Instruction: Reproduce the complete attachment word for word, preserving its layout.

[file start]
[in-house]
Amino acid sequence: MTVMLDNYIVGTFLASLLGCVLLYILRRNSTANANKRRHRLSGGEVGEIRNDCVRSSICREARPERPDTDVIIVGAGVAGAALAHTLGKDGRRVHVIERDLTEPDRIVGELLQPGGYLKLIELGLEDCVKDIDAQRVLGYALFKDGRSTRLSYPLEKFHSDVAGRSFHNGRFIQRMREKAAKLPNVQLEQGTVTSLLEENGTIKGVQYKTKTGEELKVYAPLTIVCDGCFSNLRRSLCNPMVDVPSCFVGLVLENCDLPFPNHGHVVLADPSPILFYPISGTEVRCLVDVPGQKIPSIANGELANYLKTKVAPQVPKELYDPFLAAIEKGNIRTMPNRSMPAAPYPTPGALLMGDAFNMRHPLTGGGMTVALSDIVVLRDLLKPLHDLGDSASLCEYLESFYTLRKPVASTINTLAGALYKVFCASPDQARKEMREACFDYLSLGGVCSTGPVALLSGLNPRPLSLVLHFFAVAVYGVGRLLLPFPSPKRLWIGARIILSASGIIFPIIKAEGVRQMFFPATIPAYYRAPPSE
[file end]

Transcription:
[in-house]
Amino acid sequence: MTVMLDNYIVGTFLASLLGCVLLYILRRNSTANANKRRHRLSGGEVGEIRNDCVRSSICREARPERPDTDVIIVGAGVAGAALAHTLGKDGRRVHVIERDLTEPDRIVGELLQPGGYLKLIELGLEDCVKDIDAQRVLGYALFKDGRSTRLSYPLEKFHSDVAGRSFHNGRFIQRMREKAAKLPNVQLEQGTVTSLLEENGTIKGVQYKTKTGEELKVYAPLTIVCDGCFSNLRRSLCNPMVDVPSCFVGLVLENCDLPFPNHGHVVLADPSPILFYPISGTEVRCLVDVPGQKIPSIANGELANYLKTKVAPQVPKELYDPFLAAIEKGNIRTMPNRSMPAAPYPTPGALLMGDAFNMRHPLTGGGMTVALSDIVVLRDLLKPLHDLGDSASLCEYLESFYTLRKPVASTINTLAGALYKVFCASPDQARKEMREACFDYLSLGGVCSTGPVALLSGLNPRPLSLVLHFFAVAVYGVGRLLLPFPSPKRLWIGARIILSASGIIFPIIKAEGVRQMFFPATIPAYYRAPPSE